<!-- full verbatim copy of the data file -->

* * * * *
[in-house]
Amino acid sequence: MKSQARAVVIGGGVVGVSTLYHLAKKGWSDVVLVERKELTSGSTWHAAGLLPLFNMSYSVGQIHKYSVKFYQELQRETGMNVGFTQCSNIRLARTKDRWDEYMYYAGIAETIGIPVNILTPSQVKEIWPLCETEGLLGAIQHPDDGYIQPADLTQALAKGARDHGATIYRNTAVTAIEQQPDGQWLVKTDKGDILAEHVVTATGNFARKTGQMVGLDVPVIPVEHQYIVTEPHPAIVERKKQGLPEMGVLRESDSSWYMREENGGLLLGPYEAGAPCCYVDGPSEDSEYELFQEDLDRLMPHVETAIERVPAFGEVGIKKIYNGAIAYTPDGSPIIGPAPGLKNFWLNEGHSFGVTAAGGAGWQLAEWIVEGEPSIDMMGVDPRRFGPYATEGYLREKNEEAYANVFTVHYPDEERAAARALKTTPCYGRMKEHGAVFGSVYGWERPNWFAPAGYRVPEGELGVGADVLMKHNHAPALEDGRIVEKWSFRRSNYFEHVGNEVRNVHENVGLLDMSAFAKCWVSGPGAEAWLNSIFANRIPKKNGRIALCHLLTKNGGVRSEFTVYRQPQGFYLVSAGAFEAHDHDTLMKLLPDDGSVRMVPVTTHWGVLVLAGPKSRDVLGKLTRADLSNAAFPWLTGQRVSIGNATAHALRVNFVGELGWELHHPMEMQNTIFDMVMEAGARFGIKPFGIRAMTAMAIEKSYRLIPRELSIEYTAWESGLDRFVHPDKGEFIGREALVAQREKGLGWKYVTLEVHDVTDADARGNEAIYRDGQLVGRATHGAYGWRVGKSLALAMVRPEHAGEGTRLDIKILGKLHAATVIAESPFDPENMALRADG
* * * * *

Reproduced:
[in-house]
Amino acid sequence: MKSQARAVVIGGGVVGVSTLYHLAKKGWSDVVLVERKELTSGSTWHAAGLLPLFNMSYSVGQIHKYSVKFYQELQRETGMNVGFTQCSNIRLARTKDRWDEYMYYAGIAETIGIPVNILTPSQVKEIWPLCETEGLLGAIQHPDDGYIQPADLTQALAKGARDHGATIYRNTAVTAIEQQPDGQWLVKTDKGDILAEHVVTATGNFARKTGQMVGLDVPVIPVEHQYIVTEPHPAIVERKKQGLPEMGVLRESDSSWYMREENGGLLLGPYEAGAPCCYVDGPSEDSEYELFQEDLDRLMPHVETAIERVPAFGEVGIKKIYNGAIAYTPDGSPIIGPAPGLKNFWLNEGHSFGVTAAGGAGWQLAEWIVEGEPSIDMMGVDPRRFGPYATEGYLREKNEEAYANVFTVHYPDEERAAARALKTTPCYGRMKEHGAVFGSVYGWERPNWFAPAGYRVPEGELGVGADVLMKHNHAPALEDGRIVEKWSFRRSNYFEHVGNEVRNVHENVGLLDMSAFAKCWVSGPGAEAWLNSIFANRIPKKNGRIALCHLLTKNGGVRSEFTVYRQPQGFYLVSAGAFEAHDHDTLMKLLPDDGSVRMVPVTTHWGVLVLAGPKSRDVLGKLTRADLSNAAFPWLTGQRVSIGNATAHALRVNFVGELGWELHHPMEMQNTIFDMVMEAGARFGIKPFGIRAMTAMAIEKSYRLIPRELSIEYTAWESGLDRFVHPDKGEFIGREALVAQREKGLGWKYVTLEVHDVTDADARGNEAIYRDGQLVGRATHGAYGWRVGKSLALAMVRPEHAGEGTRLDIKILGKLHAATVIAESPFDPENMALRADG